A British customer test-drives a new Ford demonstrator, likes it, and places an order. The new vehicle is delivered to him but it has "orange peel" paint finish, the driver's door only shuts at the third attempt and it sometimes doesn't engage reverse. He flatly refuses to accept it as being not of "merchantable quality" and demands his money back. The dealer offers to fix everything, lend him a car in the meantime etc etc. If the customer still refuses, the dealer might drag feet and ignore letters but, ultimately, the law is on the customer's side. However, if the customer accepts the loan car and lets them attempt repairs, something strange happens. The car can eventually be punted back to him with a Jackson Pollack paintscheme, a door that only opens on Sunday and reverse is engaged by getting out and pushing the car backwards. In law, though, the customer has "accepted" the car and the dealer has made "reasonable" attempts to fix the problems. By all means, you can 'phone those consumer TV programmes but, in law, you are in a worse position than if you had just thrown it back immediately.

Not saying this fits your jurisdiction and certainly not suggesting this applies to your guitar, but I'd feel better if you looked into your rights before agreeing to anything.

You did the right thing Shake.
Let them make you another, im sure the new one will be a real craftsman finish, they will be taking extra care.
The guitar is a great looking one, and if you like the tone then i say let them build another.
Good luck.


Thank you for your responses, much obliged, and keep them coming if you think of anything else that might be pertinant.

1b, thank you for bringing to light some other issues I hadn't thought of yet, namely the expected wear-and-tear on the guitar I have in hand. I've sent the pics/email to them and they've responded, basically saying some things they can fix, others are a result of it being a "hand-made" instrument and not machine made, like some bigger companies, and other excuses I won't get into here. I can accept some of that, others I need to clarify. And certainly your point of wear-and-tear is something I need to bring up in my next email. And the other thing you mentioned about them being so "easy" about building a new one - I found that suspicious too. I've wondered on more than one occassion if they actually built this guitar for someone else, who subsequently sent it back, and maybe they've been trying to get rid of it ever since, thinking they'll slide it off onto an unsuspecting buyer. I certainly wouldn't go accusing them of doing this because it's simply not fair without any proof; all I'm saying is it's one of many "possibilities" (however great or small) that have to be taken into consideration when examining this situation.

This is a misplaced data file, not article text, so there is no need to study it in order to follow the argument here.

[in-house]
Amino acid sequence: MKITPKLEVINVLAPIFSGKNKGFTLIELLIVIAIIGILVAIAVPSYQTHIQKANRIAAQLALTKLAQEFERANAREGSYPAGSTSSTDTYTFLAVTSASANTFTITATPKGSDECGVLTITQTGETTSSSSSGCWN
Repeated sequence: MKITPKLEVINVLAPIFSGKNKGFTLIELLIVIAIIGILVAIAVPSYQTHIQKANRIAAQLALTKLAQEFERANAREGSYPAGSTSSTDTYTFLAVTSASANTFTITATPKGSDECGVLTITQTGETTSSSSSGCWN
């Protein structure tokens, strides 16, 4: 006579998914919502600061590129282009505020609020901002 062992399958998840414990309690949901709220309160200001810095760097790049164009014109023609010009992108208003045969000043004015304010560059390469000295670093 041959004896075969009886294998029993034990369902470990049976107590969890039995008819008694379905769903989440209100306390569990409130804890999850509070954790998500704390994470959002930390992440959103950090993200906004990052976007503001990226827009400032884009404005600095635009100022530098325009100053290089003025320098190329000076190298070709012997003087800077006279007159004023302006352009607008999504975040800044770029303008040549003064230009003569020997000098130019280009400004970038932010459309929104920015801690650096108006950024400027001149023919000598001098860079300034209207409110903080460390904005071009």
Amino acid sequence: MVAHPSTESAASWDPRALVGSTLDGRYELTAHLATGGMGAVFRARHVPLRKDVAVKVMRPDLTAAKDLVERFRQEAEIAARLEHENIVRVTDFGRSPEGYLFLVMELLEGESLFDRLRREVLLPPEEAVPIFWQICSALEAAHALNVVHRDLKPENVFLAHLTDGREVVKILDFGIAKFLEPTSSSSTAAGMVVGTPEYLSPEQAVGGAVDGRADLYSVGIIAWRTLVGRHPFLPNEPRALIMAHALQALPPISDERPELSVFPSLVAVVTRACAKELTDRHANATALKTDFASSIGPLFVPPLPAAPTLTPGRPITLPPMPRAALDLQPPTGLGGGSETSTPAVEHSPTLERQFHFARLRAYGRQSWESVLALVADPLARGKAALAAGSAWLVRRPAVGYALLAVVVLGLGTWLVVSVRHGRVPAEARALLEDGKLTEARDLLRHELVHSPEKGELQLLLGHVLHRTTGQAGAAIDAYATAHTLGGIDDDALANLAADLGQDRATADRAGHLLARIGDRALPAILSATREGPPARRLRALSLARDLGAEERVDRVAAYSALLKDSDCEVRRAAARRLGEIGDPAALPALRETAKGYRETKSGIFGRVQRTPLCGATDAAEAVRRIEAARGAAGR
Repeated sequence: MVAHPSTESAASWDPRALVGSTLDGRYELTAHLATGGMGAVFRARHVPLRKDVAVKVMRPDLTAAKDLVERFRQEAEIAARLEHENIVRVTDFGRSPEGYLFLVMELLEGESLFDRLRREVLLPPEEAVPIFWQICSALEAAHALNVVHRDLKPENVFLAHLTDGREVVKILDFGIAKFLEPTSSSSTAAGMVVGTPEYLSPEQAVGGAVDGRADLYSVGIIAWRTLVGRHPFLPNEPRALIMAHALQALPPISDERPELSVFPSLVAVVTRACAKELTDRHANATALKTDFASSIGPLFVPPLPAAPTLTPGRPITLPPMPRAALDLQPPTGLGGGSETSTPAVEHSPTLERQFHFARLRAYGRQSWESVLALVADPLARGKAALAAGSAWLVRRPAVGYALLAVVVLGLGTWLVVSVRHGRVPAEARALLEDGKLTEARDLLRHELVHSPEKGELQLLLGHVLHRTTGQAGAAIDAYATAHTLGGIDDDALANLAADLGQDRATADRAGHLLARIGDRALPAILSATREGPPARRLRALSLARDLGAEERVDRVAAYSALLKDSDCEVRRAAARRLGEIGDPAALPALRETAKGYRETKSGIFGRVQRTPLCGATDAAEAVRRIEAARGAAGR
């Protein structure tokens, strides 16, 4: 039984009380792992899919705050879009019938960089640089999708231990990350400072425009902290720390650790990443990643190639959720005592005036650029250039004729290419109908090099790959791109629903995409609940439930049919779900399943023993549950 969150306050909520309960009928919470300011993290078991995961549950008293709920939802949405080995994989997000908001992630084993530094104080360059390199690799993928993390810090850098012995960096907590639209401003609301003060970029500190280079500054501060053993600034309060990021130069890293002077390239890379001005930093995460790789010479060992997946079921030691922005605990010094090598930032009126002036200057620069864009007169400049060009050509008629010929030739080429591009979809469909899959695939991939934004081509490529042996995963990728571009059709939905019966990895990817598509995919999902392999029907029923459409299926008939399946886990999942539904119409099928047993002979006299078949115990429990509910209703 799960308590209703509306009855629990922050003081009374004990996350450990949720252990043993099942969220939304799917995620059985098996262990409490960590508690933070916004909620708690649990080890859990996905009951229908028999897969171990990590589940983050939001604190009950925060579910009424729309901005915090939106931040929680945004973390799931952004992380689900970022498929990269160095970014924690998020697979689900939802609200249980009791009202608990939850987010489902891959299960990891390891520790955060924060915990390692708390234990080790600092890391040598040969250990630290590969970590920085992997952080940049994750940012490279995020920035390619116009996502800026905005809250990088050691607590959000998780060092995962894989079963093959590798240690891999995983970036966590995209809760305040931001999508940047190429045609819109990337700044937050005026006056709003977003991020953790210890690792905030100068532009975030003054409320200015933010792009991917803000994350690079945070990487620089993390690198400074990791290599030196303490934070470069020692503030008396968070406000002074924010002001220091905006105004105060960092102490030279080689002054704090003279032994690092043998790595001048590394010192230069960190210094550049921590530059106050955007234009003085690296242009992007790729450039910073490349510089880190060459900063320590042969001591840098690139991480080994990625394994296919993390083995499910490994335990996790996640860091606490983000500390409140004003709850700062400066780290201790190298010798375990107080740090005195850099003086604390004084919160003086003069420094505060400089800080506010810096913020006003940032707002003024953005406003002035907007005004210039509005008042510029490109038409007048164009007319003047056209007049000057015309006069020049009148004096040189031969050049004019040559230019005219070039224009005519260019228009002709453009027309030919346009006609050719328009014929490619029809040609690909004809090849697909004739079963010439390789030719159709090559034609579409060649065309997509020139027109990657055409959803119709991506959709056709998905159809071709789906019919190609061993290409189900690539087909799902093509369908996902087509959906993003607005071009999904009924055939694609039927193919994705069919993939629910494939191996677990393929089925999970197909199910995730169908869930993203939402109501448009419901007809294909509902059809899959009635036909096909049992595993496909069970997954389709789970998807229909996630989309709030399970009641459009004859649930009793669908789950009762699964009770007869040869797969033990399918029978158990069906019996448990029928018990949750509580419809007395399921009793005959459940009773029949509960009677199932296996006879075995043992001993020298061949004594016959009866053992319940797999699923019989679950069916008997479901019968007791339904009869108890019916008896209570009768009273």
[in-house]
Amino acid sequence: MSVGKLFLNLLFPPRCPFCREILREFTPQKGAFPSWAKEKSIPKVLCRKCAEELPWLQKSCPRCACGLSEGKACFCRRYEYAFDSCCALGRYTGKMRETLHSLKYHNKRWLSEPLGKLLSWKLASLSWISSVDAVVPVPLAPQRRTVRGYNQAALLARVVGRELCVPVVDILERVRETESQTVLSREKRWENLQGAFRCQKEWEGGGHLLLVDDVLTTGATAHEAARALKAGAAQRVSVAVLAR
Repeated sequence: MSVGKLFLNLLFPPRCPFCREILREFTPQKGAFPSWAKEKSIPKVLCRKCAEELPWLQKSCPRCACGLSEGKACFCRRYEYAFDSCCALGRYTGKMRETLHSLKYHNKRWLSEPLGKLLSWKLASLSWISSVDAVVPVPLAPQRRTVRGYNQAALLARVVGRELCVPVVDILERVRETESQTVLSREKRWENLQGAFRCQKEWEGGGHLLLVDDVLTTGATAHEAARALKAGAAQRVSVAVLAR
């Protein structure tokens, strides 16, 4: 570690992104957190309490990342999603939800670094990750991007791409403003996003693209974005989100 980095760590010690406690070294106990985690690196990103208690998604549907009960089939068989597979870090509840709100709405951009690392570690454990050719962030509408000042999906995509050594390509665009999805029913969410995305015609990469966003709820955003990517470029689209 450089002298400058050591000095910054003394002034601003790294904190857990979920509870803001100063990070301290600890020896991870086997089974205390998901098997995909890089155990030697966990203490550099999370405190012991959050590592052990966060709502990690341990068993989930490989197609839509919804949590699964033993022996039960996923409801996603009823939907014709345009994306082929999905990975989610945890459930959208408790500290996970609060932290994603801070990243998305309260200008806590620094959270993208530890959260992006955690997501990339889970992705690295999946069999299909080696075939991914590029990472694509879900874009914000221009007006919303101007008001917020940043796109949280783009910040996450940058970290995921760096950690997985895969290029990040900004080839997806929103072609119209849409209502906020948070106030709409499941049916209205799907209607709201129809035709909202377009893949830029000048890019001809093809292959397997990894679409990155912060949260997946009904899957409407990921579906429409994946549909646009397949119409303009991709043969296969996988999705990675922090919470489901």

So long as they're willing to abide by my requests of building the 2nd guitar, and that if I'm not satisfied the 2nd time around then we're cutting ties, then I'm ok with letting them build another. I do LOVE how it sounds, which is what really kills me, in a way, because (obviously) I don't want to have to send it back, but as you know at this price I have to.

I guess I have a few more emails/phone calls to make w/ them before getting to a solid jumping off point w/ them. Keep your fingers crossed for me.

I'll keep you guys posted, for sure. Again, any other tips would be greatly appreciated.

Seeing as it was such a bespoke build, to your specs, I think I'd give them the benefit of doubting that this was some return lying around that they sent to you on the bounce. I just think that they knew about the build issues, and weren't totally surprised when you spotted them.

As long as you're keeping all the potential pitfalls in mind and clarifying them before proceeding, I think you're covering yourself. Please do keep us updated on developments.